What was the gang of five’s methodology in coming up with 17 exemptions?

Posted on November 22, 2013

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It’s pretty easy to draw a straight line between the desired seventeen exemptions to public participation in judicial branch meetings and the desire ensure that there is no public participation. They made them broad exemptions that permit almost any committee chair to opt out of public participation by exempting themselves for nearly any reason their feeble little minds can dream up. But how exactly did the gang of five come up with the seventeen exemptions?

Did they seek public, media, branch or other stakeholder input before drafting the seventeen exemptions?

The five members of the council who developed the preliminary draft include Justice Miller, Justice Harry E. Hull, Jr., chair of the Rules and Projects Committee; Judge Mary Ann O’Malley, chair of the Litigation Management Committee; Judge Ken K. So, chair of the Policy Coordination and Liaison Committee; and Judge James E. Herman, chair of the Technology Committee. – See more at: http://courts.ca.gov/24084.htm#sthash.D2mcDrwv.dpuf

Nope. The gang of five just pulled them out of their ass and thought they would be a swell way to demonstrate judicial branch transparency to the media and the public.

Much like a public record that can serve to hold people accountable, decisions made in public meetings can also serve to hold people accountable. Public meetings of judicial branch committees is a direct threat to the leadership because it would expose the machinations of policy decisions, demonstrating once and for all that your participation in an external subcommittee and your opinion doesn’t matter a rats ass if it isn’t in lock step with the more powerful members of the internal committees and the council itself.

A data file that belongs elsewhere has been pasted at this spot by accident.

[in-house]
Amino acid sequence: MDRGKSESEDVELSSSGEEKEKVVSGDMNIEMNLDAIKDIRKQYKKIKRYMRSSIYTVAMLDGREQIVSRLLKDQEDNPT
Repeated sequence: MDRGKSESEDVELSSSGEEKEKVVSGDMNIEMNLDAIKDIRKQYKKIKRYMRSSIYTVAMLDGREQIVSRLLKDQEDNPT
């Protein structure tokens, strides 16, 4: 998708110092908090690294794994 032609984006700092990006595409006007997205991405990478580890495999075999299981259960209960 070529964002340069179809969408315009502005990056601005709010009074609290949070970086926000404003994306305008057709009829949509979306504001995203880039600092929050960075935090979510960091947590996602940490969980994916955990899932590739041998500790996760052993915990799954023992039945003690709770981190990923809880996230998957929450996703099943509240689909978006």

It only makes sense that if you wish to preserve your dictatorial powers that you do all that is necessary to preventing others gaining knowledge about your processes and methodology. The powers that be already appoint all of the chairs and co-chairs of all committees, By granting them extraordinary rights to exempt their work from public scrutiny judicial branch policy will continue to be a back room deal conducted by a few insiders.

Meanwhile they get to profess that over 400 hard-working judges work to shape policy within the branch by sitting on committees, subcommittees, task forces and commissions. Yet the policy is really shaped by the insider appointees and AOC leadership who facilitate, chair and co-chair the committees and work closely with the leadership to ensure that in those back rooms outside the public view they’re all working towards a set of common “one voice” goals.

It’s time for a little democracy and a lot less taxation without representation. We suspect that the release of Georges memoirs was timed to coincide with the promulgation and pubic comment regarding this rule because it was intended to serve as a sleight of hand distraction, Fortunately for the branch, King George doesn’t warrant that much attention.